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Convincing management to allow you to edit substantively

A reader wrote:
"I read [your] article ['Do Technical Editors Focus on the Wrong Things?' in the March 2003 issue of Corrigo] with interest, especially being able to overcome the belief that substantive editing takes too long and costs too much. However, the article never addressed how to overcome this belief beyond saying we should say we add considerable value. When someone is watching their budget, we need more ammunition than just saying 'trust me'. You missed the boat here."

The article mentioned is here:

My response:
You're looking for the follow-up paper, which hasn't been published yet.

"How to overcome this belief" is usually a matter of the personalities involved and the politics of the situation, so it's difficult to do more than make a few suggestions. I did a bit of that in the article you read (use authoritative sources to back up what you say), but I agree it wasn't a detailed discussion.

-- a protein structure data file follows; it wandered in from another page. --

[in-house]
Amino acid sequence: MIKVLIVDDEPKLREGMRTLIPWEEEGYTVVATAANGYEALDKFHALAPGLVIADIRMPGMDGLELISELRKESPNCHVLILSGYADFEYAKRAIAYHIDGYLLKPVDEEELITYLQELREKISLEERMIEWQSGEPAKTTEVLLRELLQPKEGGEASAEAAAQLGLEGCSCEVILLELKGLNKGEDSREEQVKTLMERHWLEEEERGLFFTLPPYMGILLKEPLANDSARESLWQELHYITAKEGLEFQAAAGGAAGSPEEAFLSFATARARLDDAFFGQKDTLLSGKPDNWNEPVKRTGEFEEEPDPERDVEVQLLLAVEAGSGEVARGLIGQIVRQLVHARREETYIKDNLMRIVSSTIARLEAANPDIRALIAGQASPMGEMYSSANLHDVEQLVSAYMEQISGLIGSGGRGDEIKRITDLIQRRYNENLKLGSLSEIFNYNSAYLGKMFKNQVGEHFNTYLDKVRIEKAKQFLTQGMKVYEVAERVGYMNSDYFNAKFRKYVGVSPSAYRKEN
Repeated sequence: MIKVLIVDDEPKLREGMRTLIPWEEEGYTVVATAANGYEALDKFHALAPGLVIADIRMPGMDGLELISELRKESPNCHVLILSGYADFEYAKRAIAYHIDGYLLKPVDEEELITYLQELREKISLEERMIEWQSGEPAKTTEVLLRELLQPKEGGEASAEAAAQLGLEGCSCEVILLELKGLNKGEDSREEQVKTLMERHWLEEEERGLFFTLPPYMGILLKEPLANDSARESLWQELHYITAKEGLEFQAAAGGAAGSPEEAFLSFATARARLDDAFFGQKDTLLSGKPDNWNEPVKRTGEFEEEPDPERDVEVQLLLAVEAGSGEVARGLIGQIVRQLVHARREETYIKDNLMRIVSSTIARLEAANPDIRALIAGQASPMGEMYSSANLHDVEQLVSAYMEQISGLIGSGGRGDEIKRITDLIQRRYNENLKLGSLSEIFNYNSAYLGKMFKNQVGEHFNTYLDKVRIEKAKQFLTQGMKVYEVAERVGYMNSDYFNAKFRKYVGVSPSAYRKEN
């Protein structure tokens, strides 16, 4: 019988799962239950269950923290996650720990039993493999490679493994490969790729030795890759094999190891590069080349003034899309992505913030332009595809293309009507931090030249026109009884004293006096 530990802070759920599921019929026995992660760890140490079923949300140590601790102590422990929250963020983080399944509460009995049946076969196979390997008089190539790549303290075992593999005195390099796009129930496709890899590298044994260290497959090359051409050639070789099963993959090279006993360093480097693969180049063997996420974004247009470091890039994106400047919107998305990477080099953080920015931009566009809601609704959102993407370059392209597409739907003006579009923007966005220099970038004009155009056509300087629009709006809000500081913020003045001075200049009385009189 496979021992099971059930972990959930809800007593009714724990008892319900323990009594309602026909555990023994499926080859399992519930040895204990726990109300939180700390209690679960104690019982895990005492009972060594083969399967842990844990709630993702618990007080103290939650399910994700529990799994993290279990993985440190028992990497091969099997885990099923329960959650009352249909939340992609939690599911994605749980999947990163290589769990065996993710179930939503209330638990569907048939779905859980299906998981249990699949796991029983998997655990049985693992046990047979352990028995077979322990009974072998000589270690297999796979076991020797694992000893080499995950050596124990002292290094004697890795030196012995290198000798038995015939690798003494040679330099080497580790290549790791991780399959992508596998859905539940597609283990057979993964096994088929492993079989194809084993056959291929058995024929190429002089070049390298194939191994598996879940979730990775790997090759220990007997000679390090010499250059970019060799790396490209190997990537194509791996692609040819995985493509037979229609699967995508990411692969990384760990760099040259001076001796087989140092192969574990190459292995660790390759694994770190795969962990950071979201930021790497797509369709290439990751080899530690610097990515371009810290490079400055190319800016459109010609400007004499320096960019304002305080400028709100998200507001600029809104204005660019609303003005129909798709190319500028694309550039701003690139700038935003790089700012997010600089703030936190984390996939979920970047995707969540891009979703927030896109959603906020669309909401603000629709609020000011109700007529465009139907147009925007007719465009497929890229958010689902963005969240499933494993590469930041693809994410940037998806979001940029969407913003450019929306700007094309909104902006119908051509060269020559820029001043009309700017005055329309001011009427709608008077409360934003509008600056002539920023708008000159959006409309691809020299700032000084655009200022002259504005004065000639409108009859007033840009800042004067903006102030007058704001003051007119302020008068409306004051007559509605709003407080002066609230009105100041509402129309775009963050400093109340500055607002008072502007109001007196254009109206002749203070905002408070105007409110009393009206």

One thing that any of us can do, within the time available on any project, is find something to comment on that will have meaning and value for writers (from their point of view), so they think we are an asset and have something to contribute that they appreciate. Then they may speak up on our behalf. ("Jean discovered a really important issue in my document, that everyone else missed. She's a real asset to the project.") Don't ask permission to edit substantively; just do it.

When I put this question to the STC's Technical Editing SIG mailing list, I received this suggestion from one of the members: